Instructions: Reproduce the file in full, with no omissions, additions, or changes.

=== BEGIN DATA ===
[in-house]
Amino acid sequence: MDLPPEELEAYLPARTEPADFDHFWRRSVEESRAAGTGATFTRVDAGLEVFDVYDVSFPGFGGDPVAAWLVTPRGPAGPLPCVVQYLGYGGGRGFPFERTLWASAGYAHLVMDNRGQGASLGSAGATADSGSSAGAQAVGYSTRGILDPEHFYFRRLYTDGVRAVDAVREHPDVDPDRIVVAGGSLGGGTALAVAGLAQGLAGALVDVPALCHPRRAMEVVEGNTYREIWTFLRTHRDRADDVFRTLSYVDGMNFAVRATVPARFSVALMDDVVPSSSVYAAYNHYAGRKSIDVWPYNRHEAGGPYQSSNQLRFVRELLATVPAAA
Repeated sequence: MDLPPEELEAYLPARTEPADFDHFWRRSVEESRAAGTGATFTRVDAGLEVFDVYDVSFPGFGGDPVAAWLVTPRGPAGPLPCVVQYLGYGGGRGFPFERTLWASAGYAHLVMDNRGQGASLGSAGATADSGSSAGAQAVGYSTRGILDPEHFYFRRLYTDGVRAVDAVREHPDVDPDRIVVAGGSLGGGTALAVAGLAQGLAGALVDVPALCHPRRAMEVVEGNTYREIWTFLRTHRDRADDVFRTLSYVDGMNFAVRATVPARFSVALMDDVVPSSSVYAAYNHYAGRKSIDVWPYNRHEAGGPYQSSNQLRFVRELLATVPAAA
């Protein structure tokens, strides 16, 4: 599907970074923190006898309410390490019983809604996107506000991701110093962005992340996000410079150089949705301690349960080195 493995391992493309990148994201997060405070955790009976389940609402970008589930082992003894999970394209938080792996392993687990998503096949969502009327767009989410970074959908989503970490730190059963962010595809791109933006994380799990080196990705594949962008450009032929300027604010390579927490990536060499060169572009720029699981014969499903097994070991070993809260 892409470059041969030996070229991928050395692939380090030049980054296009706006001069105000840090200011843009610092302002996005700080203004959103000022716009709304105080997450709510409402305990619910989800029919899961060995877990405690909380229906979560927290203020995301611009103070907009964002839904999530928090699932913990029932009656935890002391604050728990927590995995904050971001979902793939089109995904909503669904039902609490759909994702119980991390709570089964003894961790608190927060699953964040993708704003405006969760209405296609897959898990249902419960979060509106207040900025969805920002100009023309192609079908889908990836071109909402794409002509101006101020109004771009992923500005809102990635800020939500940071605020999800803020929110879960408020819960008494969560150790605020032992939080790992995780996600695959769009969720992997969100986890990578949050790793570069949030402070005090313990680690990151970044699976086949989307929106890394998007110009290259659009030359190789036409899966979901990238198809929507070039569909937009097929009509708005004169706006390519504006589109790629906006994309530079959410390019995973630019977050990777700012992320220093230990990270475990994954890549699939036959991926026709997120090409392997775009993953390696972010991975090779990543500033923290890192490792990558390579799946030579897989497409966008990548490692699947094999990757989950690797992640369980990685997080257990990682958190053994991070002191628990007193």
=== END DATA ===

[in-house]
Amino acid sequence: MDLPPEELEAYLPARTEPADFDHFWRRSVEESRAAGTGATFTRVDAGLEVFDVYDVSFPGFGGDPVAAWLVTPRGPAGPLPCVVQYLGYGGGRGFPFERTLWASAGYAHLVMDNRGQGASLGSAGATADSGSSAGAQAVGYSTRGILDPEHFYFRRLYTDGVRAVDAVREHPDVDPDRIVVAGGSLGGGTALAVAGLAQGLAGALVDVPALCHPRRAMEVVEGNTYREIWTFLRTHRDRADDVFRTLSYVDGMNFAVRATVPARFSVALMDDVVPSSSVYAAYNHYAGRKSIDVWPYNRHEAGGPYQSSNQLRFVRELLATVPAAA
Repeated sequence: MDLPPEELEAYLPARTEPADFDHFWRRSVEESRAAGTGATFTRVDAGLEVFDVYDVSFPGFGGDPVAAWLVTPRGPAGPLPCVVQYLGYGGGRGFPFERTLWASAGYAHLVMDNRGQGASLGSAGATADSGSSAGAQAVGYSTRGILDPEHFYFRRLYTDGVRAVDAVREHPDVDPDRIVVAGGSLGGGTALAVAGLAQGLAGALVDVPALCHPRRAMEVVEGNTYREIWTFLRTHRDRADDVFRTLSYVDGMNFAVRATVPARFSVALMDDVVPSSSVYAAYNHYAGRKSIDVWPYNRHEAGGPYQSSNQLRFVRELLATVPAAA
């Protein structure tokens, strides 16, 4: 599907970074923190006898309410390490019983809604996107506000991701110093962005992340996000410079150089949705301690349960080195 493995391992493309990148994201997060405070955790009976389940609402970008589930082992003894999970394209938080792996392993687990998503096949969502009327767009989410970074959908989503970490730190059963962010595809791109933006994380799990080196990705594949962008450009032929300027604010390579927490990536060499060169572009720029699981014969499903097994070991070993809260 892409470059041969030996070229991928050395692939380090030049980054296009706006001069105000840090200011843009610092302002996005700080203004959103000022716009709304105080997450709510409402305990619910989800029919899961060995877990405690909380229906979560927290203020995301611009103070907009964002839904999530928090699932913990029932009656935890002391604050728990927590995995904050971001979902793939089109995904909503669904039902609490759909994702119980991390709570089964003894961790608190927060699953964040993708704003405006969760209405296609897959898990249902419960979060509106207040900025969805920002100009023309192609079908889908990836071109909402794409002509101006101020109004771009992923500005809102990635800020939500940071605020999800803020929110879960408020819960008494969560150790605020032992939080790992995780996600695959769009969720992997969100986890990578949050790793570069949030402070005090313990680690990151970044699976086949989307929106890394998007110009290259659009030359190789036409899966979901990238198809929507070039569909937009097929009509708005004169706006390519504006589109790629906006994309530079959410390019995973630019977050990777700012992320220093230990990270475990994954890549699939036959991926026709997120090409392997775009993953390696972010991975090779990543500033923290890192490792990558390579799946030579897989497409966008990548490692699947094999990757989950690797992640369980990685997080257990990682958190053994991070002191628990007193």